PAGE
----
In the News

In the News: A Beer for Sue

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The reconstructed skeleton of Sue at the Field Museum, Chicago (Photo by Connie Ma, National Geographic)

If you enjoyed my first post about the archaeology of beer and wine you may be interested to know that the Field Museum, Chicago’s natural history museum, recently announced that they are teaming up with Toppling Goliath Brewing Co. out of Iowa to create a beer that celebrates Sue, their famous Tyrannosaurus rex fossil. You can read the article from the Chicago Tribune here. The new beer, “Pseudo Sue” will be a single hop pale ale and available at the museum starting in January.  This is a unique blend of paleontology and anthropology – using the human invention of fermentation to promote paleontological education. People have long been fascinated with prehistoric predators and “Sue” is the most complete (about 90%) and best preserved fossil of her species found to date.

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The Archaeology Of Series

The Archaeology of… Fermentation

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Fraoch Heather Ale by Williams Bros Brewing Company, Scotland (Photo by Author)

Within the last few years, my hometown has seen a fortunate increase in both microbreweries and local distilleries. At one of my new favorite places to purchase craft beers I came across a beer that inspired this blog post. The Scottish brewed Fraoch Heather Ale boasts right on the bottle that the recipe originated in Scotland, 4000 years ago. “Leann Fraoch”, Gaelic for heather ale, is a light amber ale made from malted wheat, barley and hops (the usual suspects for beer) with bog myrtle (an herb native to Scotland) and heather, the purple shrub so indicative of the British Isles. While the heather ale brewed in Scotland today by Williams Bros Brewing Company is no doubt a reconstruction (using modern ingredients for a modern palette with modern fermentation processes), there is in fact evidence of a fermented drink containing heather dating back to 2ooo B.C. in Scotland. Analysis of Neolithic pot sherds from the Isle of Rhum revealed the residue of mashed cereal straw, cereal-type pollen, meadowsweet, heather, and royal fern that researchers have interpreted as an ancient brew of Northern Europe (Gregory et al. 2005; Nelson, 2005).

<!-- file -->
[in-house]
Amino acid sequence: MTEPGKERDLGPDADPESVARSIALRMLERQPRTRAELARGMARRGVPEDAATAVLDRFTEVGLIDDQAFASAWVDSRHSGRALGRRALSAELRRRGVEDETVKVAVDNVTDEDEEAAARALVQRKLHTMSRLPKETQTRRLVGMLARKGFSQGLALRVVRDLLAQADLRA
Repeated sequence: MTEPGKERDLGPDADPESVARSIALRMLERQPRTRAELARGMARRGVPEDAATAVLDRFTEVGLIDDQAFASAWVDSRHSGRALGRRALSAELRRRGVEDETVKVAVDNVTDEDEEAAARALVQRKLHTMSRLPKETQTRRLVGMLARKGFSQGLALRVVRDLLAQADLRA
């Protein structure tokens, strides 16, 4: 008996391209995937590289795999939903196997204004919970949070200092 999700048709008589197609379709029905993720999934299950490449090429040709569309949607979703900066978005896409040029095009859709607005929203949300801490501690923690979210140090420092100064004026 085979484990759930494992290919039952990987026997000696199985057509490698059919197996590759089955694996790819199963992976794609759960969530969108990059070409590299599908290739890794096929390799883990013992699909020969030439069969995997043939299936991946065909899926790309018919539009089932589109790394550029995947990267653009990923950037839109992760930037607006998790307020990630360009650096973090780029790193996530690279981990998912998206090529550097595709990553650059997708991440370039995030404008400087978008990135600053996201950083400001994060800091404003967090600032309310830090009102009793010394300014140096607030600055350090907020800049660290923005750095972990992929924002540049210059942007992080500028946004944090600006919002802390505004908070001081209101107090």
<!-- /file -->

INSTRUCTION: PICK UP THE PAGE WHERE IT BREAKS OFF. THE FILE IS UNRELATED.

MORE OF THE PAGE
This investigation into the Neolithic origins of modern Scottish beer sparked other questions for me concerning drinking in the past. When in the past did we begin exploiting the process of fermentation? What lines of evidence contribute to our understanding of past fermentation practices and the recreation of these recipes? And finally, is it possible to identify an alcoholic from skeletal remains of such an individual? Throughout this post, I will explore these questions as I delve into the archaeological, historical, and biochemical literature concerning fermentation.

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